The Millennium Championships took place at Symphony Hall in Birmingham. YBS make it two in a row, winning by 2 points from Eikanger. YBS won the morning set work, whilst Eikanger won the afternoon own choice but it's not enough.

Jose Rafael Pascual of Spain becomes the first winner of the European Conductor's Competition.

Adjudicator's remark sheets are scrapped in 2000. From now on it's points only and no written remarks.

YBS make it a hat trick in 2001 when they take their fifth title in six years. It's perhaps the closest contest ever with the top three bands separated by just the one point. If any of either Cory or Trieze Etoiles were given an extra point the title would have been theirs.

14 year old Hannes Holzl wins the 2nd European Solo Competition. The amazing trombonist from Austria beats off a field of 63 other competitors.

Adjudicator Henk van Lijnschooten who judged on a number of occasions in the early and mid 1980's was perhaps better known by his alias Ted Huggens of "Chorale and Rockout" fame.

In 1982 it was reported that the adjudicators were "boxed in" for the first time whether this was a reference to them being subject to "closed adjudication" we don't know.

In 1981 the British Bandsman revealed the pieces to be played by the bands before the contest took place in their issue numbered 4120 now wouldn't that cause a fuss if we did that eh?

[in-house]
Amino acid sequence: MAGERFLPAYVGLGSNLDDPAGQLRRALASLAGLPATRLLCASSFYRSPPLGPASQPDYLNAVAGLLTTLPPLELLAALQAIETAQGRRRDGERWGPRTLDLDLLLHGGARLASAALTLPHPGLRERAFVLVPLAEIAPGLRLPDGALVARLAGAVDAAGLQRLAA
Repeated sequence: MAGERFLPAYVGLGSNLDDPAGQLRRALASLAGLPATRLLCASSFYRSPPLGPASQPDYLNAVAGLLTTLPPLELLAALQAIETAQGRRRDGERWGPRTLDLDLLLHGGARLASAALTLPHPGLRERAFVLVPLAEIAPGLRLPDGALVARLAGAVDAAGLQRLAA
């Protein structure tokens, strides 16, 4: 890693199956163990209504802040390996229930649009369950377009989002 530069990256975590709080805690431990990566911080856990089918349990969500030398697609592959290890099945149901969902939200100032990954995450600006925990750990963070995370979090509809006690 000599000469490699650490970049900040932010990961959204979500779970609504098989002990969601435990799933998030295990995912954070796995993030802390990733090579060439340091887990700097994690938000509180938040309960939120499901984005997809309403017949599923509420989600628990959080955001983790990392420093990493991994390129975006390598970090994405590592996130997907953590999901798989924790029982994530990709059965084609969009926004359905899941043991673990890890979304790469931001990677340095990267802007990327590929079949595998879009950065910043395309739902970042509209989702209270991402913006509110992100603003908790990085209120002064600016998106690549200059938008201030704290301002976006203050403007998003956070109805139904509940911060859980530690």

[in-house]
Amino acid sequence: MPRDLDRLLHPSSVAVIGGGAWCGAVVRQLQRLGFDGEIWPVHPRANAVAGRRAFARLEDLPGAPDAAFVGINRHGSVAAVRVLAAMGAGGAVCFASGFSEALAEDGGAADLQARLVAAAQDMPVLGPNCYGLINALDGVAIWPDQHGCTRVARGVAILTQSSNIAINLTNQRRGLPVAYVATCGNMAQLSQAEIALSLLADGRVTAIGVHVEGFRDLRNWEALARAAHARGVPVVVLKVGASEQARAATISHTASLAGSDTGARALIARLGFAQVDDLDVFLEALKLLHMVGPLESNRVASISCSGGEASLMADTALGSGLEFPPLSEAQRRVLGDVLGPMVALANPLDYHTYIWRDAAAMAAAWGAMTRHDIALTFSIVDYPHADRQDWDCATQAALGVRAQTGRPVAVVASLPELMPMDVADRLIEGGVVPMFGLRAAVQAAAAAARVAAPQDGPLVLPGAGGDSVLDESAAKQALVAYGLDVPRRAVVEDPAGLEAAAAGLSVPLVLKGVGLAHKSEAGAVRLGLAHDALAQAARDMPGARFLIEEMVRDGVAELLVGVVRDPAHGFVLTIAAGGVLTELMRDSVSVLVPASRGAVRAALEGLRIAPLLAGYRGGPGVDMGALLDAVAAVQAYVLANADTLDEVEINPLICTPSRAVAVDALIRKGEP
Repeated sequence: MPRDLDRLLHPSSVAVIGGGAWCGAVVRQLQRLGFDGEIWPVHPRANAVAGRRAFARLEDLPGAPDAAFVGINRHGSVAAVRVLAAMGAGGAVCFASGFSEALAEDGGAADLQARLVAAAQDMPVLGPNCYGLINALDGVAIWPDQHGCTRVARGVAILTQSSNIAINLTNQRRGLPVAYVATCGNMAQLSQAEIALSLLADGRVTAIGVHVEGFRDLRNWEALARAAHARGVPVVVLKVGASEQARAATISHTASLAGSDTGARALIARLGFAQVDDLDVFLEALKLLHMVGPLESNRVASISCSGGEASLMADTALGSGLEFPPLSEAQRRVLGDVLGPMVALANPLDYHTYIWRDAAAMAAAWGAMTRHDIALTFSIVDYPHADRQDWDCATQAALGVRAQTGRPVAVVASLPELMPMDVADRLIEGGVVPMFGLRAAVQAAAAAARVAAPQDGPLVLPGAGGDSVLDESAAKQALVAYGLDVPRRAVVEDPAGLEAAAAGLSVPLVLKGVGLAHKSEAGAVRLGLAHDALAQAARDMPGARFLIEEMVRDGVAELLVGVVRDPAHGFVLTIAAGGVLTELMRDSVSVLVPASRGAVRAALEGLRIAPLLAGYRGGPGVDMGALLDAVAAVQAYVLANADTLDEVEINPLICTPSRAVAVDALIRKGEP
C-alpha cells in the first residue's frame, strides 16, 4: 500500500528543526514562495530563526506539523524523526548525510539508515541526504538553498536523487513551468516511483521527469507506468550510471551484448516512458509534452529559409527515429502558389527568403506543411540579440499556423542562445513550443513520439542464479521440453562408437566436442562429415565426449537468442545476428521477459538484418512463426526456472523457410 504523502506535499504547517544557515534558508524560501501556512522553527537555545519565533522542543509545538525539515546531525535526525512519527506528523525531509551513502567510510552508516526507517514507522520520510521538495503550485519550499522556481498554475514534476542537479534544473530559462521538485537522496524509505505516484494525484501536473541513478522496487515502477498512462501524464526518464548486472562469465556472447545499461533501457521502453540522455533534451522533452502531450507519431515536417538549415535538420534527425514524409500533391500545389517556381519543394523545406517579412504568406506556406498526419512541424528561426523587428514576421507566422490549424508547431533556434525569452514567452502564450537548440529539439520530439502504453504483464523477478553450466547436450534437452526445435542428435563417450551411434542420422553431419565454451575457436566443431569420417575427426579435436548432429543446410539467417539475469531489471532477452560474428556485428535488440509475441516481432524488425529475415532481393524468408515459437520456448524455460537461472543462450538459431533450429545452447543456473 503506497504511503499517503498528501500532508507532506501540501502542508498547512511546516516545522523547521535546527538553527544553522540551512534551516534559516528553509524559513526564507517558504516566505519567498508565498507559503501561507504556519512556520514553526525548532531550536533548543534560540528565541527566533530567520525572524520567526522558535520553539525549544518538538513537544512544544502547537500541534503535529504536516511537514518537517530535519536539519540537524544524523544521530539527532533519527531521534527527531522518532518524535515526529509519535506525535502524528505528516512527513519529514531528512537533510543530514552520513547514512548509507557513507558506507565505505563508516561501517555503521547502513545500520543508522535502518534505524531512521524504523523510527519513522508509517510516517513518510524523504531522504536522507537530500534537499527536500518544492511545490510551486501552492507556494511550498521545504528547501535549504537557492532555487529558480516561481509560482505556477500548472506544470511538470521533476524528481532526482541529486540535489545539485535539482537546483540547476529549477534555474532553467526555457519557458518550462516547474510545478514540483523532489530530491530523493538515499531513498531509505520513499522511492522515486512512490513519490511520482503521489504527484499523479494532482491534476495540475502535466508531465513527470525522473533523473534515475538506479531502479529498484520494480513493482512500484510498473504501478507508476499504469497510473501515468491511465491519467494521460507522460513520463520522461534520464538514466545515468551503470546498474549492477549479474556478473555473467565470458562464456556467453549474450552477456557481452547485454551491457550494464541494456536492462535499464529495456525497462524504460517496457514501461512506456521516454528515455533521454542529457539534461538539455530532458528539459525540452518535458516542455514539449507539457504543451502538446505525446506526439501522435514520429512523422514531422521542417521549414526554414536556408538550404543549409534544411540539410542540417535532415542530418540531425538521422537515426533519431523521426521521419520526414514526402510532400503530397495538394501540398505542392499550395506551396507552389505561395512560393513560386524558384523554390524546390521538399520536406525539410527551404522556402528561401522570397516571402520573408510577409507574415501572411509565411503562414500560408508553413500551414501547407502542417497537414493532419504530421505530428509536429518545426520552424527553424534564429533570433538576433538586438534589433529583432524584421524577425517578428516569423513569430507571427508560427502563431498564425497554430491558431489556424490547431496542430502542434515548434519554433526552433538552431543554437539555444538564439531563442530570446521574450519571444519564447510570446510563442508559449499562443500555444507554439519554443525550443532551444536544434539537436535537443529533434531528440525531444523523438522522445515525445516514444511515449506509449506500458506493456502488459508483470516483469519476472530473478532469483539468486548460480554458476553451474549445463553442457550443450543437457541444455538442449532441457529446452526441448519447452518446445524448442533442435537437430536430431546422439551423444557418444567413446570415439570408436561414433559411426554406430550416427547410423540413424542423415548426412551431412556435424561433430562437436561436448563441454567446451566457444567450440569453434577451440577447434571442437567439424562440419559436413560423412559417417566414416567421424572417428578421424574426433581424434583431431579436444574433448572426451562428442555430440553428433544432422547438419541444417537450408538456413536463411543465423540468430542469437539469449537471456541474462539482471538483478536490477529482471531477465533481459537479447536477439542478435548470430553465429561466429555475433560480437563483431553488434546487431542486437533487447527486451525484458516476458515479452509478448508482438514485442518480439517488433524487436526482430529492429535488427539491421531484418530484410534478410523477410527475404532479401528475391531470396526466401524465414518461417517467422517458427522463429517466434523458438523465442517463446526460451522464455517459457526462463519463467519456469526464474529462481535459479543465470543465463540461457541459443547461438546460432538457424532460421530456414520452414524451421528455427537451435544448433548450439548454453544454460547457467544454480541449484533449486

Harry Mortimer made his only appearance as an adjudicator at a major contest (he never judged the Nationals or Open) when he was in the box for the 1983 event in Kerkrade with William Relton and Henk Badings.

Team events took place at the 1984 and 1985 contests when UK bands took on European bands in Entertainment contests. The Europeans won both!

In 1984 a new adjudication system was used when points for the set work were awarded out of 120, whilst points for the own choice were awarded out of 80. It has never been used again.

Some great old names of the British banding world have made a single appearance at the contest over the years Walter Hargreaves "The Wee Professor" directed Kirkintilloch in 1984, Stanley Boddington conducted Grimethorpe in 1978, Geoffrey Brand appeared with Sun Life in 1985 and Roy Newsome made his single appearance in 1987 with Williams Fairey.